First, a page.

The BOSS Network Hosts Free Event For Black Female Founders

The BOSS Network, in collaboration with JPMorgan Chase and Advancing Black Pathways, will host a two-day virtual event to educate, empower and promote Black female founders on Dec. 4-5.

Black founders receive less than 1% of venture capital funds annually, and Black women founders account for less than that, according to the Harvard Business Review. Through the Minority Merchant Event series, The BOSS Network will provide a platform for Black women to discuss their experiences in launching successful businesses, provide a blueprint on how to build a successful business and share strategies that Black female founders can leverage to gain access to capital.

“The time is now to support these extraordinary women, who are breaking down barriers in technology and their respective industries, even in the midst of a global pandemic and a social unrest that has ignited a national dialogue on systemic racism,” states a press release for

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Study forecasts advantages and disadvantages for Black patients of removing race from kidney function calculators — ScienceDaily

Race is not biology. As a social construct, race is an unreliable predictor of physiologic variation and a notoriously unreliable marker for biologic differences across populations.

To reflect this growing realization, hospital systems and professional medical organizations have started reconsidering the use of race in clinical calculators that estimate how well a person’s kidneys work. Indeed, some hospital systems have already removed race from these commonly used clinical tools.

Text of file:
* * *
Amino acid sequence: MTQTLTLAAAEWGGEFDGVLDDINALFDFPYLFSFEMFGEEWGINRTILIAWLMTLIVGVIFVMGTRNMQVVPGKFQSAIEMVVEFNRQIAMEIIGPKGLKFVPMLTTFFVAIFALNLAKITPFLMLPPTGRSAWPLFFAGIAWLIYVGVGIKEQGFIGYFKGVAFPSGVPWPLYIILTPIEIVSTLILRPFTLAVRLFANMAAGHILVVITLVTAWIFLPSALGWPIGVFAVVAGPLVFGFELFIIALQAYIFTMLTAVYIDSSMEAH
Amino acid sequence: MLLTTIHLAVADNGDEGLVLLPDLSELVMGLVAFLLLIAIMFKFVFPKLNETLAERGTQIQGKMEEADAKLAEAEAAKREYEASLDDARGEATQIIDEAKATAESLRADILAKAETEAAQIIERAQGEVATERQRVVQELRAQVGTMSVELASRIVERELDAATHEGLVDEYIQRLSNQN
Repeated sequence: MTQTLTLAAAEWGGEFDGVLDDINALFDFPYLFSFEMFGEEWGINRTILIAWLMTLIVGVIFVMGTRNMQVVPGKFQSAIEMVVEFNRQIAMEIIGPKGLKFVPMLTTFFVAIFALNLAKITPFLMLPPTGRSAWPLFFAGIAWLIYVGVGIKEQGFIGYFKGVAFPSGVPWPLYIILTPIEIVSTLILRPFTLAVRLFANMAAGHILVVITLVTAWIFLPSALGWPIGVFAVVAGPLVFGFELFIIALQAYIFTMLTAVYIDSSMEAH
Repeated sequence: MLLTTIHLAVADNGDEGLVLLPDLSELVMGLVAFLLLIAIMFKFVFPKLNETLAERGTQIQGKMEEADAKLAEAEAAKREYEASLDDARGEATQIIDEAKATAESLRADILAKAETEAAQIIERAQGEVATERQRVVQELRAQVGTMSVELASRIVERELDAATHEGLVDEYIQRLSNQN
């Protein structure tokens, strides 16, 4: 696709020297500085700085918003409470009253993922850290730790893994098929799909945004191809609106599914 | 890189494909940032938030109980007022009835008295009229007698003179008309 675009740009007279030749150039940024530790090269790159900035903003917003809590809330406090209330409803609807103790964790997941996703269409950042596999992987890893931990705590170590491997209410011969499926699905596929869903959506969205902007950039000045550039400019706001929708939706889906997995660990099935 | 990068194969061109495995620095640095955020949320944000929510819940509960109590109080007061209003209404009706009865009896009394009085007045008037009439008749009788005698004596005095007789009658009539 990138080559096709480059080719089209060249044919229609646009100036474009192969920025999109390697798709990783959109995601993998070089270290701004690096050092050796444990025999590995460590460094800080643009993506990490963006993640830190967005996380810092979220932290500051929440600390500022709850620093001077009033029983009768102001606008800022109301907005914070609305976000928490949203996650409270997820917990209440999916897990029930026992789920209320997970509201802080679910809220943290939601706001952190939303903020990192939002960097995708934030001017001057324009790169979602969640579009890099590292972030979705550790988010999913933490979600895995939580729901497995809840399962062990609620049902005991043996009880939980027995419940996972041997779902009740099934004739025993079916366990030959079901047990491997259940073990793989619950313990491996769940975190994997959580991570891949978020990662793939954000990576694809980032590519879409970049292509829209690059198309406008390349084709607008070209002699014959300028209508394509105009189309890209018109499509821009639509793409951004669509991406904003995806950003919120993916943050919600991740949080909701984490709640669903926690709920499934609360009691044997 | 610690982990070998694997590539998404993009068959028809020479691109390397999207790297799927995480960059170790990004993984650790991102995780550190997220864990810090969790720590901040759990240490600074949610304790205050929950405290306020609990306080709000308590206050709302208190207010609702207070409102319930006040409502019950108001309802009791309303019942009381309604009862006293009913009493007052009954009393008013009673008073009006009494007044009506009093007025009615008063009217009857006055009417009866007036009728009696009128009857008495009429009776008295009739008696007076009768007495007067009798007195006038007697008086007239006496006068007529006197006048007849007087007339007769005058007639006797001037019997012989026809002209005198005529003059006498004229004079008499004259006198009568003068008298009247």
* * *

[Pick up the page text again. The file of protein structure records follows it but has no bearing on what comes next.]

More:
But what this move might mean for patients remains unclear.

Now a new study from Harvard Medical School forecasts the effects of this change if implemented nationwide. The results, published Dec. 2 in JAMA, suggest that removing race from kidney function tests might have both advantages and disadvantages for Black people with kidney disease.

The analysis represents the most comprehensive study to date to assess the impact of eliminating race from kidney function formulas. It is intended to help clinicians,

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SuperData: Black Friday and Cyber Monday digital game sales fell 10% to $3.9 billion

Digital games earned $3.9 billion worldwide between Black Friday and Cyber Monday, said market researcher SuperData. That represented a 10% decline from a year ago and it suggests even games aren’t immune from changing consumer habits during the pandemic.